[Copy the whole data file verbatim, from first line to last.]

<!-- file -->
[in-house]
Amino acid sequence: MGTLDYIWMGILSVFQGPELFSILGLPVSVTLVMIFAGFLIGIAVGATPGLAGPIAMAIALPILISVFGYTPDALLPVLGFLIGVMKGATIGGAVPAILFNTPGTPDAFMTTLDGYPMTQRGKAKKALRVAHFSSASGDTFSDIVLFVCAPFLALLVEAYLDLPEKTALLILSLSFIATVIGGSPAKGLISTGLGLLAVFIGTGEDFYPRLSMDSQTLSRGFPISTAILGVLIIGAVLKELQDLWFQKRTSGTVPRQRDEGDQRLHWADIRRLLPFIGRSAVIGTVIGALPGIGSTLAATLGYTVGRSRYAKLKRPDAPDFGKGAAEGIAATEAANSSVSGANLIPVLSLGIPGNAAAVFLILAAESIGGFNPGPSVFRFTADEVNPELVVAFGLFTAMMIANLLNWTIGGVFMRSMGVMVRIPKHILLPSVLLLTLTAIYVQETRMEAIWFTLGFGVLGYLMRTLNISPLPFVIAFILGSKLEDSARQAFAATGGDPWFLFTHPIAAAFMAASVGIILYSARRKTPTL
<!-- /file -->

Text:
[in-house]
Amino acid sequence: MGTLDYIWMGILSVFQGPELFSILGLPVSVTLVMIFAGFLIGIAVGATPGLAGPIAMAIALPILISVFGYTPDALLPVLGFLIGVMKGATIGGAVPAILFNTPGTPDAFMTTLDGYPMTQRGKAKKALRVAHFSSASGDTFSDIVLFVCAPFLALLVEAYLDLPEKTALLILSLSFIATVIGGSPAKGLISTGLGLLAVFIGTGEDFYPRLSMDSQTLSRGFPISTAILGVLIIGAVLKELQDLWFQKRTSGTVPRQRDEGDQRLHWADIRRLLPFIGRSAVIGTVIGALPGIGSTLAATLGYTVGRSRYAKLKRPDAPDFGKGAAEGIAATEAANSSVSGANLIPVLSLGIPGNAAAVFLILAAESIGGFNPGPSVFRFTADEVNPELVVAFGLFTAMMIANLLNWTIGGVFMRSMGVMVRIPKHILLPSVLLLTLTAIYVQETRMEAIWFTLGFGVLGYLMRTLNISPLPFVIAFILGSKLEDSARQAFAATGGDPWFLFTHPIAAAFMAASVGIILYSARRKTPTL